It was nine o’clock: she was dressed in female attire, and placed on a cart.
Continuing Joan of Arc’s Trial and Execution,
our selection from History of France by Jules Michelet published in 1847. The selection is presented in eight easy 5 minute installments. For works benefiting from the latest research see the “More information” section at the bottom of these pages.
Previously in Joan of Arc’s Trial and Execution.
In reality, it was not to the interest of the English that she should resume her man’s dress, and so make null and void a retractation obtained with such difficulty. But at this moment, their rage no longer knew any bounds. Saintrailles had just made a bold attempt upon Rouen. It would have been a lucky hit to have swept off the judges from the judgment seat, and have carried Winchester and Bedford to Poitiers; the latter was, subsequently, all but taken on his return, between Rouen and Paris. As long as this accursed girl lived, who beyond a doubt continued in prison to practice her sorceries, there was no safety for the English; perish she must.
The assessors, who had notice instantly given them of her change of dress, found some hundred English in the court to obstruct their passage; who, thinking that if these doctors entered they might spoil all, threatened them with their axes and swords, and chased them out, calling them “traitors of Armagnacs.” Cauchon, introduced with much difficulty, assumed an air of gayety to pay his court to Warwick, and said with a laugh, “She is caught.”
On the Monday he returned, along with the Inquisitor and eight assessors, to question the Pucelle, and ask her why she had resumed that dress. She made no excuse, but, bravely facing the danger, said that the dress was fitter for her as long as she was guarded by men, and that faith had not been kept with her. Her saints, too, had told her “that it was great pity she had abjured to save her life.” Still, she did not refuse to resume woman’s dress. “Put me in a seemly and safe prison,” she said; “I will be good, and do whatever the Church shall wish.”
On leaving her the Bishop encountered Warwick and a crowd of English; and to show himself a good Englishman he said in their tongue, “Farewell, farewell.” This joyous adieu was about synonymous with “Good evening, good evening; all’s over.”
On the Tuesday, the judges got up at the Archbishop’s palace a court of assessors as they best might; some of them had assisted at the first sittings only, others at none; in fact, composed of men of all sorts, priests, legists, and even three physicians. The judges recapitulated to them what had taken place, and asked their opinion. This opinion, quite different from what was expected, was that the prisoner should be summoned, and her act of abjuration be read over to her. Whether this was in the power of the judges is doubtful. In the midst of the fury and swords of a raging soldiery, there was in reality no judge, and no possibility of judgment. Blood was the one thing wanted; and that of the judges was, perhaps, not far from flowing. They hastily drew up a summons, to be served the next morning at eight o’clock; she was not to appear, save to be burned.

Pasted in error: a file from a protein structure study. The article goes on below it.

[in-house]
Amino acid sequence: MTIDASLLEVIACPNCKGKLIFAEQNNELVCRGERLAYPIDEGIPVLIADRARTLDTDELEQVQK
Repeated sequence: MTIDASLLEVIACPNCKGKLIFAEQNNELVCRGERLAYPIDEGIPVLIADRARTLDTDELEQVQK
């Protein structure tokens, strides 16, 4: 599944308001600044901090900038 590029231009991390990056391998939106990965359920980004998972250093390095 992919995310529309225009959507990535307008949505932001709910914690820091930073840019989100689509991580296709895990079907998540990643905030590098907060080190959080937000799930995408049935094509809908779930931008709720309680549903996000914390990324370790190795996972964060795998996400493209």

Cauchon sent her a confessor in the morning, brother Martin l’Advenu, “to prepare her for her death, and persuade her to repentance. And when he apprised her of the death she was to die that day, she began to cry out grievously, to give way, and tear her hair: ‘Alas! am I to be treated so horribly and cruelly? must my body, pure as from birth, and which was never contaminated, be this day consumed and reduced to ashes? Ha! ha! I would rather be beheaded seven times over than be burned on this wise! Oh! I make my appeal to God, the great judge of the wrongs and grievances done me!'”
After this burst of grief, she recovered herself and confessed; she then asked to communicate. The brother was embarrassed; but, consulting the Bishop, the latter told him to administer the sacrament, “and whatever else she might ask.” Thus, at the very moment he condemned her as a relapsed heretic, and cut her off from the Church, he gave her all that the Church gives to her faithful. Perhaps a last sentiment of humanity awoke in the heart of the wicked judge; he considered it enough to burn the poor creature, without driving her to despair, and damning her. Besides, it was attempted to do it privately, and the eucharist was brought without stole and light. But the monk complained, and the Church of Rouen, duly warned, was delighted to show what it thought of the judgment pronounced by Cauchon; it sent along with the body of Christ numerous torches and a large escort of priests, who sang litanies, and, as they passed through the streets, told the kneeling people, “Pray for her.”
After partaking of the communion, which she received with abundance of tears, she perceived the Bishop, and addressed him with the words, “Bishop, I die through you.” And, again, “Had you put me in the prisons of the Church, and given me ghostly keepers, this would not have happened. And for this I summon you to answer before God.”
Then, seeing among the bystanders Pierre Morice, one of the preachers by whom she had been addressed, she said to him, “Ah, Master Pierre, where shall I be this evening?”
“Have you not good hope in the Lord?”
“Oh! yes; God to aid, I shall be in paradise.”
It was nine o’clock: she was dressed in female attire, and placed on a cart. On one side of her was brother Martin l’Advenu; the constable, Massieu, was on the other. The Augustine monk, Brother Isambart, who had already displayed much charity and courage, would not quit her.
Up to this moment the Pucelle had never despaired, with the exception, perhaps, of her temptation in the Passion Week. While saying, as she at times would say, “These English will kill me,” she in reality did not think so.
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